Guest Blog: On the TECH SCEnE

A wild rice pond surrounded by pine trees in the Keweenaw Peninsula at Sand Point.
A wild rice pond surrounded by pine trees in the Keweenaw Peninsula at Sand Point.
Wild rice (manoomin) growing in the Sand Point sloughs. The Keweenaw Bay Indian Community has prioritized re-establishing wild rice in the area. Image Credit: Rupali Datta

High school student Rohan Sarkar had the summer research experience of a lifetime, both in the lab and by the lake.

This summer I was excited to volunteer at Michigan Technological University to get some summer research experience. Besides learning cell culture techniques from a Ph.D. student, Manas Warke, at Dr. Smitha Rao’s lab in the Department of Biomedical Engineering, I was given the opportunity to participate in the Research Experience for Undergraduates program TECH SCEnE (short for Technology, Science, and Community Engagement in Engineering), which started this year.


Funded by the National Science Foundation, TECH SCEnE gives a group of 12 undergraduates from various universities across the U.S. the opportunity to participate in research during the summer. The students get a stipend and are split into groups to work under a faculty mentor and graduate student volunteers for eight weeks.

I participated in the TECH SCEnE program, mainly in the wild rice project and some related activities in partnership with the Keweenaw Bay Indian Community (KBIC). I also took part in the restoration effort at Sand Point Beach with members of the TECH SCEnE program.

Restoration is a Team Effort at Sand Point

The projects that the visiting undergrads and I undertook connect back to one another through the KBIC. Specific projects included developing an underwater acoustic sensor network for water quality monitoring, developing “smart” underwater adhesives, synthesizing inexpensive nanofiber membranes for use in personal protective equipment, improving lighting controls in the local fish hatchery and monitoring manoomin (wild rice) uptake and accumulation of heavy metals from mine tailings.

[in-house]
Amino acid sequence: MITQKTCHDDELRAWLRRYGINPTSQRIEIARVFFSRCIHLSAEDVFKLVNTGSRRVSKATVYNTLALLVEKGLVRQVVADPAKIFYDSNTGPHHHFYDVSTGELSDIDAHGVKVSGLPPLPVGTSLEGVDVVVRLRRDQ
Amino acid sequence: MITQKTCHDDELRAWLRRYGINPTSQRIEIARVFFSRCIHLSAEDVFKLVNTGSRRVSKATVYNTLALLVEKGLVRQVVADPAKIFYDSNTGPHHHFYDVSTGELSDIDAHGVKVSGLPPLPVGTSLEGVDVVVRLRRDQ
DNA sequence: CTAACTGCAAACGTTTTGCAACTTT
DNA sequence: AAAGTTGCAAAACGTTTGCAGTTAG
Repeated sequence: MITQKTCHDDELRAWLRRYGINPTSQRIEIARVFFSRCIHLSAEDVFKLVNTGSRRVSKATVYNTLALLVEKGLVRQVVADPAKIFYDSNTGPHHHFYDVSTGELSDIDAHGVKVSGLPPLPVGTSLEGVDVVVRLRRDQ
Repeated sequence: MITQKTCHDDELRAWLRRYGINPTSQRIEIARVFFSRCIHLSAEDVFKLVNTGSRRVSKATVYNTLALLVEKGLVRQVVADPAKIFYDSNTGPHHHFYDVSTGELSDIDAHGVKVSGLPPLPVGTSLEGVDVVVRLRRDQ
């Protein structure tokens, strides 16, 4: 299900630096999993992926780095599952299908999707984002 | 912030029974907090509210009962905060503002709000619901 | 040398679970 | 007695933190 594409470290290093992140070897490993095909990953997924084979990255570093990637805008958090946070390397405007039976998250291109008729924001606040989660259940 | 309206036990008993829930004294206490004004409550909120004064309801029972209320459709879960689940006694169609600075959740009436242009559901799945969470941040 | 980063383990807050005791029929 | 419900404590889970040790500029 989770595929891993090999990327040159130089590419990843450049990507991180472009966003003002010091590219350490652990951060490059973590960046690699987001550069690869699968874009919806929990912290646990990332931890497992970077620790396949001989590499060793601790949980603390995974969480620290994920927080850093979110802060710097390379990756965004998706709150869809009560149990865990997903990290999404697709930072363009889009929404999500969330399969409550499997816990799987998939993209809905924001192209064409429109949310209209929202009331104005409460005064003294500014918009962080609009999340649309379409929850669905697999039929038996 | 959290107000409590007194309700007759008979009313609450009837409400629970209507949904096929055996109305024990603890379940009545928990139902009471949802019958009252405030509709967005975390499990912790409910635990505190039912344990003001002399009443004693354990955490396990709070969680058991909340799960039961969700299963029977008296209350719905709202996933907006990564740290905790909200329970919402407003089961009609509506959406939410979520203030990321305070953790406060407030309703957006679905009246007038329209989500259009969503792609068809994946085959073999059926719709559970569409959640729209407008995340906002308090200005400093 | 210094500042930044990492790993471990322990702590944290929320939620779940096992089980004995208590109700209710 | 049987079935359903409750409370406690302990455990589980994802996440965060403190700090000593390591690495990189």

Throughout the early 20th century, Michigan’s Upper Peninsula was riddled with copper mines, which often dumped mining waste called “stamp sands” into Lake Superior. Later, contaminated sediments were dredged, but they were left on the lakeshores, such as our field site at Sand Point Beach. In recent years, the KBIC has been accepting volunteers to help introduce new flora to the area to restore the desolate area to beauty.

The TECH SCEnE program is an effort to immerse visiting students in the community and teach them about the importance of respecting culture and understanding the impact of the research they perform on local communities.

New Tech for Old Problems

The underwater acoustic machinery aids with understanding the water quality conditions around the Keweenaw. The reusable adhesives are directly related to the acoustic machinery, allowing for better adjustment of the technology to different seasons year-round.

Three people with shovels plant plants in the ground.
Students and Michigan Tech volunteers plant native plant species on capped stamp sands at Sand Point as part of the  brownfield habitat restoration. Image Credit: Rupali Datta

The nanofiber technology is an inexpensive alternative to produce filters for masks and other protective equipment that are difficult for rural communities like KBIC to access.

The improvements to the KBIC fish hatchery facility assist the community by decreasing fish mortality rate. Analyzing the heavy metal contamination of areas around the Keweenaw Bay area helps identify the health risk from potential metal accumulation in wild rice.